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Slum Clearance and Garbage Rates

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Reviewed Date: December 20, 2016

Original Author: 
Hemsley, Sid
Date Created: 
Oct 3, 2000


Subjects:
Code enforcement--Dirty lots
Public health and safety
Solid waste
Solid waste--Collection
Solid waste--Rates and charges

Slum Clearance and Garbage Rates

Summary: 
MTAS was asked whether the city can clean up pieces of private property in the city with the permission of the property owner and whether the city can classify waste, administratively treat classes of waste differently, and charge different rates for the collection and disposal of the different classes of waste.

Knowledgebase-Slum Clearance and Garbage Rates

October 3, 2000


You have two questions:

Question 1. Can the city clean up pieces of private property in the city with the permission of the property owner? The facts indicate that the owners of property in question are financially unable to clean up the property, and that the city has previously enacted what is commonly known as the “Slum Clearance Ordinance.”

The answer is probably yes.

The city’s slum clearance ordinance is reflected in your code, title 13, chapter 4. The ordinance was enacted under the authority of, and tracks, Tennessee Code Annotated, title 13, chapter 21. The constitutionality of that statute was upheld both in Thomas v. Chamberlain , 142 F. Supp. 671 (E.D. 1955), aff’d 236 F.2d 417 (6th Cir. 1956), and in Winters v. Sawyer, 463 S.W.2d 705 (1971), which makes it an ideal vehicle for the for the clean-up of dilapidated property. However, the latter case did advise the cautious use of the ordinance.

I see nothing in either Tennessee Code Annotated, title 13, chapter 21, or in your code, title 13, chapter 4, that suggests that the relationship of the property owner and the city must be an adversarial one. The ordinance prescribes a notice and hearing process that must be followed, but there is no apparent reason the property owner could not admit the building inspector’s finding, or otherwise agree to his findings and to the application of the ordinance.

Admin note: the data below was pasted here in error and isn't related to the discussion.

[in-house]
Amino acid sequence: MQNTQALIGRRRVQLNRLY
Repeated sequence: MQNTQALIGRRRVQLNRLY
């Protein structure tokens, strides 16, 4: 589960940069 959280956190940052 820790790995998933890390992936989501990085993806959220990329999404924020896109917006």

The city’s ownership of the property in question is not a prerequisite to its clean-up or demolition under the Slum Clearance Ordinance. In fact, neither Tennessee Code Annotated, title 13, chapter 21 nor the city code, title 13, chapter 4, contemplate the that the city own the property. But both of them do make mandatory the lien, and the collection of the costs of the clean-up or the demolition of the property in the same way property taxes are collected. [Tennessee Code Annotated, section 13-21-103(6); city code, section 13-408). If the city charges the full (but reasonable) costs of the clean-up or demolition of the structure or structures, the mandatory lien minimizes the prospect that the clean-up or demolition will represent a gift by the city to the property owner. For that reason, the mandatory lien also theoretically minimizes the prospect that other property owners will request the city to clean-up or demolish their property.

A few years ago I drafted a sample lien to use under the Slum Clearance Ordinance. So far, I have not received any indication that the liens are defective in any way. I have enclosed a copy of it for your review.

Question 2. Does MTAS have sample garbage and refuse ordinances that permit the city to classify waste, administratively treat classes of waste differently, and charge different rates for the collection and disposal of the different classes of waste?

The answer is yes. I have enclosed some samples for your review. You may have to pick and choose among various provisions in the samples, but most of them specifically make provisions for the separate collection of “white” goods, “bulk wastes” or similar words and phrases that mean ferrous metal wastes. Let me know if you want more help on this question.

Sincerely,



Sidney D. Hemsley
Senior Law Consultant


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